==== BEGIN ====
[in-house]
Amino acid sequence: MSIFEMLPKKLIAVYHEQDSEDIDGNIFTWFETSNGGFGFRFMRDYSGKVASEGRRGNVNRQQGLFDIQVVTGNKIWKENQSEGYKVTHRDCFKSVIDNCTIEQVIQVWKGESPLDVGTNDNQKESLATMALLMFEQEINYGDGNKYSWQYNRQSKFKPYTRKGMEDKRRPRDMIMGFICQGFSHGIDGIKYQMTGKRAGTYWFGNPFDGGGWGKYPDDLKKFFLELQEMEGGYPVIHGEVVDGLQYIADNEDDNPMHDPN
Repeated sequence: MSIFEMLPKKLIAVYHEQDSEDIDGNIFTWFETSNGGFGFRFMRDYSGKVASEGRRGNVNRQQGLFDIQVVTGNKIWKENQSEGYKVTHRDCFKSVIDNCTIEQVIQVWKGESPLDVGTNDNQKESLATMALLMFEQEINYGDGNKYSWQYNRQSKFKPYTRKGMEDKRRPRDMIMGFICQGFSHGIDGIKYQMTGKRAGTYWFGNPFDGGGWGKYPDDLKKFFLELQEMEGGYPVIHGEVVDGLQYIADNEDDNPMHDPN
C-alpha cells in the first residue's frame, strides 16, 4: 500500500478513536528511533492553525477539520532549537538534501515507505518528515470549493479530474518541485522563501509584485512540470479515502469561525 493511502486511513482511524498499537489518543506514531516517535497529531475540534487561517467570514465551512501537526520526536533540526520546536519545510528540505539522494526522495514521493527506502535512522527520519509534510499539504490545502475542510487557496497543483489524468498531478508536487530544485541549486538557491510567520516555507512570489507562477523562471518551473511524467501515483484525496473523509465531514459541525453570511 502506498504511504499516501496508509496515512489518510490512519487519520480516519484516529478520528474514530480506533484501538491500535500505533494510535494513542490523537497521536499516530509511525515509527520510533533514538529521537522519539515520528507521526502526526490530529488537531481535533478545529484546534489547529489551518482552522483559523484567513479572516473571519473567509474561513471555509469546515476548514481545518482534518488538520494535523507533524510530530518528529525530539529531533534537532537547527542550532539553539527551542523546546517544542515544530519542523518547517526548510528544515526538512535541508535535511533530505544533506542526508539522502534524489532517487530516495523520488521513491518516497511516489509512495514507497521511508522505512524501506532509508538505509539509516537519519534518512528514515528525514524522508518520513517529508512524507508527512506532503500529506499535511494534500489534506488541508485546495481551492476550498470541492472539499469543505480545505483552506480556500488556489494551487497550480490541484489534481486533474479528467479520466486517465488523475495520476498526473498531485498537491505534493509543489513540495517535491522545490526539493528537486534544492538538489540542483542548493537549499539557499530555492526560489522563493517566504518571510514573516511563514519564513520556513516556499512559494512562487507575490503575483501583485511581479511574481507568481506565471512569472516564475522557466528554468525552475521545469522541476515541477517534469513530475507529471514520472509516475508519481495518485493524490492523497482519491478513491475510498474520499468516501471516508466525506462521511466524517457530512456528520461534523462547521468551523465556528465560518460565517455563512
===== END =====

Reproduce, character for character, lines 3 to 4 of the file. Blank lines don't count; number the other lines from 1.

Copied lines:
Repeated sequence: MSIFEMLPKKLIAVYHEQDSEDIDGNIFTWFETSNGGFGFRFMRDYSGKVASEGRRGNVNRQQGLFDIQVVTGNKIWKENQSEGYKVTHRDCFKSVIDNCTIEQVIQVWKGESPLDVGTNDNQKESLATMALLMFEQEINYGDGNKYSWQYNRQSKFKPYTRKGMEDKRRPRDMIMGFICQGFSHGIDGIKYQMTGKRAGTYWFGNPFDGGGWGKYPDDLKKFFLELQEMEGGYPVIHGEVVDGLQYIADNEDDNPMHDPN
C-alpha cells in the first residue's frame, strides 16, 4: 500500500478513536528511533492553525477539520532549537538534501515507505518528515470549493479530474518541485522563501509584485512540470479515502469561525 493511502486511513482511524498499537489518543506514531516517535497529531475540534487561517467570514465551512501537526520526536533540526520546536519545510528540505539522494526522495514521493527506502535512522527520519509534510499539504490545502475542510487557496497543483489524468498531478508536487530544485541549486538557491510567520516555507512570489507562477523562471518551473511524467501515483484525496473523509465531514459541525453570511 502506498504511504499516501496508509496515512489518510490512519487519520480516519484516529478520528474514530480506533484501538491500535500505533494510535494513542490523537497521536499516530509511525515509527520510533533514538529521537522519539515520528507521526502526526490530529488537531481535533478545529484546534489547529489551518482552522483559523484567513479572516473571519473567509474561513471555509469546515476548514481545518482534518488538520494535523507533524510530530518528529525530539529531533534537532537547527542550532539553539527551542523546546517544542515544530519542523518547517526548510528544515526538512535541508535535511533530505544533506542526508539522502534524489532517487530516495523520488521513491518516497511516489509512495514507497521511508522505512524501506532509508538505509539509516537519519534518512528514515528525514524522508518520513517529508512524507508527512506532503500529506499535511494534500489534506488541508485546495481551492476550498470541492472539499469543505480545505483552506480556500488556489494551487497550480490541484489534481486533474479528467479520466486517465488523475495520476498526473498531485498537491505534493509543489513540495517535491522545490526539493528537486534544492538538489540542483542548493537549499539557499530555492526560489522563493517566504518571510514573516511563514519564513520556513516556499512559494512562487507575490503575483501583485511581479511574481507568481506565471512569472516564475522557466528554468525552475521545469522541476515541477517534469513530475507529471514520472509516475508519481495518485493524490492523497482519491478513491475510498474520499468516501471516508466525506462521511466524517457530512456528520461534523462547521468551523465556528465560518460565517455563512